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At the U.S. Open, Silence Is a Sweet Sound for the Underdogs


Nearly every player at the U.S. Open has said they kind of hate playing without a crowd. The effect of all that silence is nearly impossible to discern, because it cannot be isolated from other factors. But coming onto the tournament, many experts predicted that without the screaming hordes, the oohs and aahs during points and the crescendos at dramatic moments, the playing field would level, especially at Arthur Ashe Stadium, which at nearly 24,000 seats is the largest venue in tennis.

So far, it looks like they are right.

The American Jennifer Brady, the No. 28 seed, continued her unlikely run on Tuesday, reaching her first Grand Slam semifinal after dismantling Yulia Putintseva of Kazakhstan, the No. 23 seed, 6-3, 6-2 in 69 minutes. Brady, 25, said it had been crucial for her to not think about the fact that she was playing for a spot in the semifinals at a Grand Slam, and to stay in control of her emotions.

“It’s a little bit easier when there is no fans,” she said.

Brady, who has struggled the last two years in big tournaments, has plenty of practice playing in small, unheralded competitions on the fringes of professional tennis. She also has limited exposure to loud and rowdy U.S. Open crowds. During this run, she has not lost a set, including in a round of 16 victory over Angelique Kerber of Germany, the former world No. 1 and three-time Grand Slam tournament champion.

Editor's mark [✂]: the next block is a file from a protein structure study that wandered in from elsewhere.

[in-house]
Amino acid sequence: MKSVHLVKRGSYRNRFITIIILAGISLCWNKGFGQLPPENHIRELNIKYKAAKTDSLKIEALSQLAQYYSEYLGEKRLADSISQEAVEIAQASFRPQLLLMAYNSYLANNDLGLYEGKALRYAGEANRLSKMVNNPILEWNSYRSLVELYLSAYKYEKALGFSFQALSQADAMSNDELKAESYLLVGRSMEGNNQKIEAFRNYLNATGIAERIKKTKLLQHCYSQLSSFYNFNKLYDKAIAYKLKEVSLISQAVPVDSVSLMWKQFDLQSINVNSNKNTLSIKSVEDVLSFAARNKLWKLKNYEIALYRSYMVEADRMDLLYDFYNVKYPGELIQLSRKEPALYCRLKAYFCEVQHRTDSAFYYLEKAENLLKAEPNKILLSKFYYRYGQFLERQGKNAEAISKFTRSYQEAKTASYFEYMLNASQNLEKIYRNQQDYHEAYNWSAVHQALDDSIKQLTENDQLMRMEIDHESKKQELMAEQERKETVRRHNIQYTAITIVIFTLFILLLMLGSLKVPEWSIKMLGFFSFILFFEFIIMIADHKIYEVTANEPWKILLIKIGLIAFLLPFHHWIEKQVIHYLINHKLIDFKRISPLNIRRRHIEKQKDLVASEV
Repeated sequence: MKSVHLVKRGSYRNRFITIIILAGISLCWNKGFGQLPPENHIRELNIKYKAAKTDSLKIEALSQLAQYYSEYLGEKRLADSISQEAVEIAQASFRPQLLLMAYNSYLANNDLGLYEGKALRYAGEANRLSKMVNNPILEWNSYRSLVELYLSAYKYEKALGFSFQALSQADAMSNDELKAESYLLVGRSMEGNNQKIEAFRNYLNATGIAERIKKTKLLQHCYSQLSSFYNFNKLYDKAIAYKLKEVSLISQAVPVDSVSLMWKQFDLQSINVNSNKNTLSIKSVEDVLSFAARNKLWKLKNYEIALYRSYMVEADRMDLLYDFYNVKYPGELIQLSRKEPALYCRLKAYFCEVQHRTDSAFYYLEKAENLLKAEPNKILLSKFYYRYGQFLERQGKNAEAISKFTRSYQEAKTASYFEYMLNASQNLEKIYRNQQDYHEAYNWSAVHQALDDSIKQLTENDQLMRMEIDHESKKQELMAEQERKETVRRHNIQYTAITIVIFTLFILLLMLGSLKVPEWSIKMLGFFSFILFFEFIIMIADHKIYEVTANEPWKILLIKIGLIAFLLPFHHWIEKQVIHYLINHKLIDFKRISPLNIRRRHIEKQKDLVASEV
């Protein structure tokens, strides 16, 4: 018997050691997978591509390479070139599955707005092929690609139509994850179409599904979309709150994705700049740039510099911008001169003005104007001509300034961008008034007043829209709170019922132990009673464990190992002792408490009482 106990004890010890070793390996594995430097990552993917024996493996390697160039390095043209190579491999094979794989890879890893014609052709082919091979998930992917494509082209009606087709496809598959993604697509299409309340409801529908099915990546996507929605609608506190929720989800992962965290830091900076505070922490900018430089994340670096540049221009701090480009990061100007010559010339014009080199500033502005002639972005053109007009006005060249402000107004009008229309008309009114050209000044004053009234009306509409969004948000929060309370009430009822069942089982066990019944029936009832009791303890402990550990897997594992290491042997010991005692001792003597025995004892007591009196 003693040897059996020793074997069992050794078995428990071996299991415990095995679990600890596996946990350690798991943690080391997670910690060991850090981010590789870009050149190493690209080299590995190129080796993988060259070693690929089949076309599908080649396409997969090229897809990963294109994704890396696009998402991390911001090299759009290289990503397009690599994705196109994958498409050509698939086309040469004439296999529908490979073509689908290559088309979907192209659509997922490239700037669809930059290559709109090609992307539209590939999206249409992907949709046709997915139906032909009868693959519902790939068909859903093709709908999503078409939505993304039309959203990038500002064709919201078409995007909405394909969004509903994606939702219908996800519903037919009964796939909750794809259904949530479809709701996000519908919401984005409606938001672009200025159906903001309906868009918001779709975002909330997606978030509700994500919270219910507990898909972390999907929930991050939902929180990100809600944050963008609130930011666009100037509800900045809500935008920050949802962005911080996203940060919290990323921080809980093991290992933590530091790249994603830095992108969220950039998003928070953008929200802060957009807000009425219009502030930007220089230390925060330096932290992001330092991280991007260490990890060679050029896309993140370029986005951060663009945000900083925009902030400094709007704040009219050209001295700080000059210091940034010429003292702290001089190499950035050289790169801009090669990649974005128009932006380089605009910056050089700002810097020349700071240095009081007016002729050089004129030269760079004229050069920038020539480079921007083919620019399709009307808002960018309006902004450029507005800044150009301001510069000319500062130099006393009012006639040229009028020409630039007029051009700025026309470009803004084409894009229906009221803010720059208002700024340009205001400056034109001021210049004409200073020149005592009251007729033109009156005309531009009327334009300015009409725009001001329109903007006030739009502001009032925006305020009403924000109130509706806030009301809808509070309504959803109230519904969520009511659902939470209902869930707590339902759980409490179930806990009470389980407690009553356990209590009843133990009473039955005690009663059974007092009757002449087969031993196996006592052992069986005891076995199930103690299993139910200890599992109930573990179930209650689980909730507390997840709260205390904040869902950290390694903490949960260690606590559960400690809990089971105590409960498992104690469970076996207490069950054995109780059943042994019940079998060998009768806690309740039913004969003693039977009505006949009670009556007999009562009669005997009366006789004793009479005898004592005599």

Brady has plenty of unlikely company as the tournament enters its final rounds. Six of the eight women and five of the eight men who made the quarterfinals were seeded lower than No. 8.

The No. 1 seed, Karolina Pliskova, lost in the second round to Caroline Garcia of France, No. 50 in the world rankings. Shelby Rogers of the United States, No. 93, beat the No. 6 seed, Petra Kvitova of the Czech Republic, a former Grand Slam finalist, outlasting her in a tight third-set tiebreaker that in any other year would have had thousands of fans in Louis Armstrong Stadium in a tizzy.

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